2 2 JOURNAL OF TESTING AND EVALUATION Finite-Element Modeling The two-dimensional plane stress six-node and twelve degreeof-freedom triangular linear elastic element was selected to model the flat-plate tension specimens. The commercially available AN- SYS finite-element analysis software and its mesh generator were used. Figure 2 shows the finite-element meshes used to model the four types of ASTM D 638 tension specimens. Due to the symmetry of the specimen geometry, only one quarter of the specimen is modeled. Point O is the center of the specimen. Lines OA and OE are the symmetry planes of the specimen. Point O is fixed in both the X- and Y-directions. Nodes on Line OA have zero displacement in the X-direction and are free to move in the Y-direction. Nodes on Line OE have zero displacement in the Y-direction and are free to move in the X-direction. Nodes on Line ED are prescribed a uniform 0.1-mm displacement in the X-direction and zero displacement in the Y-direction. This is intended to simulate the holding of both ends in the wide section of the tension specimen using perfectly rigid grips. The extension of the specimen under this condition is 0.2 mm. In actual tensile tests, the specimen is clamped and pulled using a set of mechanical or hydraulic grips. The actual loading condition near the gripped area is therefore the combination of the normal compressive stress and in-plane tensile and shear stresses. Dimensions of finite-element meshes and the number of elements and nodes are summarized in the table in Fig. 2 for each type of ASTM D 638 specimen. OA is one half of the width of the gage FIG. 1 Pictures of ASTM D Type IV tension specimens: (a) Nylon-11 bonded Nd-Fe-B (59.7 vol%) material tested with at 100 C, and (b) pure Nylon-11 tested at 100 C. FIG. 3 Geometric model of the single and double radius transitional area. FIG. 2 Finite-element mesh for four types of specimen in ASTM D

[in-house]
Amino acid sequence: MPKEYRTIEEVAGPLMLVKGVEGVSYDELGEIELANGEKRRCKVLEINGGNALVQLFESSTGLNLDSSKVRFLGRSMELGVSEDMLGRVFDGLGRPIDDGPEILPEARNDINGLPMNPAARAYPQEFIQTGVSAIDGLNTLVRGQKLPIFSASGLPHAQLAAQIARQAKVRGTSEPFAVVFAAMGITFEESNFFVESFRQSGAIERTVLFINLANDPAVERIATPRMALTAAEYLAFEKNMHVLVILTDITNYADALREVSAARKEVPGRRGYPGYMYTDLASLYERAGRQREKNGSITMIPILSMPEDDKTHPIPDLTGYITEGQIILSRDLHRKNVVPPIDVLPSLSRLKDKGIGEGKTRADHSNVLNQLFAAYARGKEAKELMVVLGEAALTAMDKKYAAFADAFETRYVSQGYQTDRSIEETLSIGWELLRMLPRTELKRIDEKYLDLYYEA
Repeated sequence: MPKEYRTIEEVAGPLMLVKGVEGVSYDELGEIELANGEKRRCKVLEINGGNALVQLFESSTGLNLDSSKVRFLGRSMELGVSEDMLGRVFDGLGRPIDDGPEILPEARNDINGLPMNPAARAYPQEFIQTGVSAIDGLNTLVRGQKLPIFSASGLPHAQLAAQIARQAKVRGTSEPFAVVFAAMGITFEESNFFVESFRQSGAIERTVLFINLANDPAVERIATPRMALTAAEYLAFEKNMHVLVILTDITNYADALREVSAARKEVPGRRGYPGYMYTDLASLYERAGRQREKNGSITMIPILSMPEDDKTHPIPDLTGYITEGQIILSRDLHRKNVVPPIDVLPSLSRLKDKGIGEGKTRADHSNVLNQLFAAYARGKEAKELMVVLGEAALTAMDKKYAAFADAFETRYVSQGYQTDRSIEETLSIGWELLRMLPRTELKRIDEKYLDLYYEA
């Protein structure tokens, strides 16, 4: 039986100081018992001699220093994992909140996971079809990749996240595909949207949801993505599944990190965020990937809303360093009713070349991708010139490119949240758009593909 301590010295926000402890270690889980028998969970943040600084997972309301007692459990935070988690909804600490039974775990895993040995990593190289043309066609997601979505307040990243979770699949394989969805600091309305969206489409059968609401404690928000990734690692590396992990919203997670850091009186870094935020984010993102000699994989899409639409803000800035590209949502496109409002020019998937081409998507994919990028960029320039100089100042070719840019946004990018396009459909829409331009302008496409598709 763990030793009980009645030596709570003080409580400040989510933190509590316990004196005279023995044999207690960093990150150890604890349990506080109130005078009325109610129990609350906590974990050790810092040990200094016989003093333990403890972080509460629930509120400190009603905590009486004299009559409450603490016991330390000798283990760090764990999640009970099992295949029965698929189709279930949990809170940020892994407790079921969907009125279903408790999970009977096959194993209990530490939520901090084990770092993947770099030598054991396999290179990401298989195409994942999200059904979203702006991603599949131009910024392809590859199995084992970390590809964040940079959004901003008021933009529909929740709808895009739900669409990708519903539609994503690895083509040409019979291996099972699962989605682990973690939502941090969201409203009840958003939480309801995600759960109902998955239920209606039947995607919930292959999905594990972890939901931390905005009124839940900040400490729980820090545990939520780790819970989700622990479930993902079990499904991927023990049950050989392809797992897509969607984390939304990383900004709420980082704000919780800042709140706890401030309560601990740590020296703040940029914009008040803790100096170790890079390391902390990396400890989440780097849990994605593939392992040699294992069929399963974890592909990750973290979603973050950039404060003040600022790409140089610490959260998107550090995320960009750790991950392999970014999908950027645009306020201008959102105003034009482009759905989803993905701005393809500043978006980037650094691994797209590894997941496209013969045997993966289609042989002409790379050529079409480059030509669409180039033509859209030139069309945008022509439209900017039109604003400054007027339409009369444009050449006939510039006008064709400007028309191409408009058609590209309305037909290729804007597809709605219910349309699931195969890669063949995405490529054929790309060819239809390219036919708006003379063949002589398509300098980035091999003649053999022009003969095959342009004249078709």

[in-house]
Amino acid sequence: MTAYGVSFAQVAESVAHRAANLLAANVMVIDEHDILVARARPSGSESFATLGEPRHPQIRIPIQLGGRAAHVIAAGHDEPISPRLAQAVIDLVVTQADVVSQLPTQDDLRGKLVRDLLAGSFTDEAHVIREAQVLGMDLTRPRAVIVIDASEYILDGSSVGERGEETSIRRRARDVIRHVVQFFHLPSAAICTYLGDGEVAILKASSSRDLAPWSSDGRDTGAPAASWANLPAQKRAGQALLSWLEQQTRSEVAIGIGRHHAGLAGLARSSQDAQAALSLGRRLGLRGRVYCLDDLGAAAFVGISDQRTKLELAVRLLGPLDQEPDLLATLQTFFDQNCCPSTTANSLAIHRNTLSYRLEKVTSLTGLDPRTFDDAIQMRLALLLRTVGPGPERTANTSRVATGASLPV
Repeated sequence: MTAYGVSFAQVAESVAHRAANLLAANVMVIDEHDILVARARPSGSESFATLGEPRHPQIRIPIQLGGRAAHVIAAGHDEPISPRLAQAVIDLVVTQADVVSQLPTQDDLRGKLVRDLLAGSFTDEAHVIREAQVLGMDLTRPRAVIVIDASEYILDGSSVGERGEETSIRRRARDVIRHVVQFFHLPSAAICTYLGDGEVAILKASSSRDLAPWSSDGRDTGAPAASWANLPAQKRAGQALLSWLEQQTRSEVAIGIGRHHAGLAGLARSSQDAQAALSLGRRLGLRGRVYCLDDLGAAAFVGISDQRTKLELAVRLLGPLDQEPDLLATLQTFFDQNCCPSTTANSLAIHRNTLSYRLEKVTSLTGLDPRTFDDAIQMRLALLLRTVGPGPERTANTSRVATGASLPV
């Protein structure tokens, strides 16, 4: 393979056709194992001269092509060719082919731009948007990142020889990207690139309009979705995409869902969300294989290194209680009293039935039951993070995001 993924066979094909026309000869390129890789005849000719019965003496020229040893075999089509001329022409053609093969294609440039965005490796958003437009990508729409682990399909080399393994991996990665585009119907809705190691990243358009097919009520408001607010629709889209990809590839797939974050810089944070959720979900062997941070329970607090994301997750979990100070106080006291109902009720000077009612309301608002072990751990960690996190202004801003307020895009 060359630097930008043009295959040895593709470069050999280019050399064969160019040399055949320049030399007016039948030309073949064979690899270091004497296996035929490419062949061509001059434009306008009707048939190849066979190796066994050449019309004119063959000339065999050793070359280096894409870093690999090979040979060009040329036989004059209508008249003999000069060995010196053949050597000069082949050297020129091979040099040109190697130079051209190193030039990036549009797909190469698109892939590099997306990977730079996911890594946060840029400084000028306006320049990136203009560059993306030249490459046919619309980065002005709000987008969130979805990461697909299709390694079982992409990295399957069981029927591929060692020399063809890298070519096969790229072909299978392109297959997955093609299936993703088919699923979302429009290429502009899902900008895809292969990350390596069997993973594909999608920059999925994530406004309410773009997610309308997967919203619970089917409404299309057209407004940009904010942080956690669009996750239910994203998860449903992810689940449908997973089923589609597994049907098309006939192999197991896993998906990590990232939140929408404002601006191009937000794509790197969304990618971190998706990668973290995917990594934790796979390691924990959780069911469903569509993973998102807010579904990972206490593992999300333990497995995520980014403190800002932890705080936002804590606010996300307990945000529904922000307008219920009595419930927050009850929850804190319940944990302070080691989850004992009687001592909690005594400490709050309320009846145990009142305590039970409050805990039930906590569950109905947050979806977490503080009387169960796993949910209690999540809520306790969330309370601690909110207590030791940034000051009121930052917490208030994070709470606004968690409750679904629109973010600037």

3 GARRELL ET AL. ON ASTM 638 TEST SPECIMENS 3 FIG. 4 Distribution of von Mises stress in ASTM D 638 tensile test specimens. (Value by the node represents the ratio of nodal von Mises stress relative to the maximum von Mises stress at node MX in Pa.) section, DE is one half of the width of the wide section, OE is one half of the length of the specimen, and AB is one half of the length of the gage section. Between Points B and C, the specimen changes from the narrow to the wide section. As shown in Figs. 2a, 2b, and 2c, Type I, II, and III specimens consist of a circular arc of radius r 1 between Points B and C. These are known as single-arc specimens. As shown in Fig. 2d, two radii, r 1 and r 2, are used to blend two arcs in the transitional region between Points B and C for the Type IV specimen. This is designated as the double-arc specimen. The geometrical relationships of the single- and double-arc shape between Points B and C are shown in Fig. 3; w 1 and w 2 are widths of the narrow and wide section, respectively. As shown in Fig. 3a, the single-radius specimen has a continuous slope at Point B and a discontinuous slope at Point C. The double-arc specimen, as shown in Fig. 3b, has a continuous slope at all three transitional points: B, F, and C. Arcs BF and FC have the same angle, indicated by. The center of Arc BF, denoted as C 1 in Fig. 3a, has the same X-coordinate as Point B. Similarly, the center of Arc CF, denoted as C 2, has the same X-coordinate as Point C. These geometrical constraints together ensure a continuous slope at Points B, F, and C for the double-arc specimen. A hydrostatic stress-dependent yield criterion is usually used to analyze stress concentrations in plastics [12,13]. The yield criterion for magnetic particle reinforced plastics has not yet been studied. The maximum von Mises stress was used to calculate the stress concentration factor and to identify the location that possibly initializes the fracture. In addition to the von Mises stress, the maximum principal stress, which is more suitable for the analysis of brittle materials, was also applied to calculate the stress concentration factor. The finite-element analysis provided results of stress components and the von Mises and principal stress for each node. The nodal stress was used to calculate the stress concentration factor, K f. max K f (1) nominal where max is either the maximum nodal von Mises stress or maximum first principal stress, and nominal is either the average von Mises stress or the average first principal stress on nodes in the gage section. Finite-element analysis results show that the variation of von Mises stress among nodes in the gage section is very small, less than 1.5%. An elastic modulus of 130 MPa and Poisson s ratio of 0.3 were used in the finite-element analysis.